Monday, December 17, 2012

Sermon on Philippians 4:4-7, for the 3rd Sunday in Advent, "Rejoice in the Lord"

Note: This sermon on joy was written with the tragic and senseless events of the recent school shooting in mind. Our prayers and hearts go out to the victims and survivors, that God would sent His peace and the light of Jesus Christ into the darkness of this time. As the Psalmist in Psalm 42 reflects, sometimes joy may seem distant and we may feel only bitterness and grief. Yet he puts his hope in God that there will again be a day of praise and gladness. The Bible's teaching on joy is a reminder to us that Christian joy does not concede or retreat from evil, or times of grief or loss, but rather that God sends His good news of redeeming love and comfort to us precisely when we are hurting, lonely, and lost. It is the message of Jesus' victory of good over evil at the cross, that is the only hope for joy in a time of darkness. It is this joy in the Lord that is brighter than the darkness, and that gives us hope even in midst of our worst troubles.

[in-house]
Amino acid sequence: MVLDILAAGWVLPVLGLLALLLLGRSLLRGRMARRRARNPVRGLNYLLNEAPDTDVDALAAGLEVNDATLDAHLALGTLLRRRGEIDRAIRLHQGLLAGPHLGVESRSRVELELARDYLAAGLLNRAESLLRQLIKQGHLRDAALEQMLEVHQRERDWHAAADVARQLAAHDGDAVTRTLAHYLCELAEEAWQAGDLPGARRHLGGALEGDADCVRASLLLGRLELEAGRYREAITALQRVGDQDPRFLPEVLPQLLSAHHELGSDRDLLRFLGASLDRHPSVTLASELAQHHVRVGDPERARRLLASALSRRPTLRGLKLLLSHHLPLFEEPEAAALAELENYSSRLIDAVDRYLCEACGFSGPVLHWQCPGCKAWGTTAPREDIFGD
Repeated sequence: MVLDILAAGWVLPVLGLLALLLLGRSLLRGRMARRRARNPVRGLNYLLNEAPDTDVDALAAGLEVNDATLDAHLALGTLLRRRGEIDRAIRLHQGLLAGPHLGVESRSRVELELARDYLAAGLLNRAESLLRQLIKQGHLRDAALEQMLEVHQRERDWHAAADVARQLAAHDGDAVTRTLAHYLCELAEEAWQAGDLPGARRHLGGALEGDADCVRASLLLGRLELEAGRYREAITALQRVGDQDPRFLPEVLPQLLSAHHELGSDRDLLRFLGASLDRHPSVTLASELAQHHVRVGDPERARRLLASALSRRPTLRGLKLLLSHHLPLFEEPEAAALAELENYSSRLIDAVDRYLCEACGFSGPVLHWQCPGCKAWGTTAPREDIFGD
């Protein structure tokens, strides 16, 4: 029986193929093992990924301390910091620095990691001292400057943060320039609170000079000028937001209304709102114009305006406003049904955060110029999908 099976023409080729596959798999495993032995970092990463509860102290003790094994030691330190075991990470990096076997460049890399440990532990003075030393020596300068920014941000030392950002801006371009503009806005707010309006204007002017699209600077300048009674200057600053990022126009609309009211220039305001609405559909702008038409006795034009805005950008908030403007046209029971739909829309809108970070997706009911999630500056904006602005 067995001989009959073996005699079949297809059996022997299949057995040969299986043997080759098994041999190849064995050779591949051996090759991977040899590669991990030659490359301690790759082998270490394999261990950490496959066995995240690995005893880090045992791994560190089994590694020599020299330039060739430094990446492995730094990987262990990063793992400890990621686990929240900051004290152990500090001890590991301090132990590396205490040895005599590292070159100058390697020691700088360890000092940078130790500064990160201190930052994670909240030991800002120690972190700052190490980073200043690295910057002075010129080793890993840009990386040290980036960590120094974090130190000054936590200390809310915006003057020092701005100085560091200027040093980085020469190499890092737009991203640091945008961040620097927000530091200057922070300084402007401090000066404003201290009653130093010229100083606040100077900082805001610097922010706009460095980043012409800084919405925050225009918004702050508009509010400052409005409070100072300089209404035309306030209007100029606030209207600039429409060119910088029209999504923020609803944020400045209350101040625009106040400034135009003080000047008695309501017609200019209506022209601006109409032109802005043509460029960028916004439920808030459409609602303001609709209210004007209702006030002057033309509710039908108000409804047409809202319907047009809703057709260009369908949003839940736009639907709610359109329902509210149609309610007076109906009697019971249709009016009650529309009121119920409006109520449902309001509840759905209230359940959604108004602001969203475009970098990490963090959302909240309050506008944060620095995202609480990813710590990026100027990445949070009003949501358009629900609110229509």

·         Grace, mercy, and peace to you from God our Father, and from our Lord and Savior Jesus Christ. As we gather together today, doubtless many of us ache in our hearts for the victims of the unspeakable tragedy that just took place at the elementary school in Connecticut. We’re horrified to see such evil, especially against young children. Our hearts are filled with sorrow for the countless families of the victims, and also for those who witnessed these events and are still reeling from them. Many may feel at a time of such tragic loss, or during our personal losses, that for a long time there may be no room in our hearts for anything but sorrow. We may feel like the Psalmist, who in Psalm 42 bleakly remembered the glad praises he used to sing in the Temple, while he was wrestling with the turmoil in his soul because of some great grief. Yet from the depths of his sadness, he echoed this refrain: “Hope in God; for I shall again praise him, my salvation and my God”. Sadness filled his soul, yet he hoped for the day when praise would again fill his lips—praise for the God of our salvation. The hope that rests in God does not die together with our losses. The darkness cannot extinguish the light.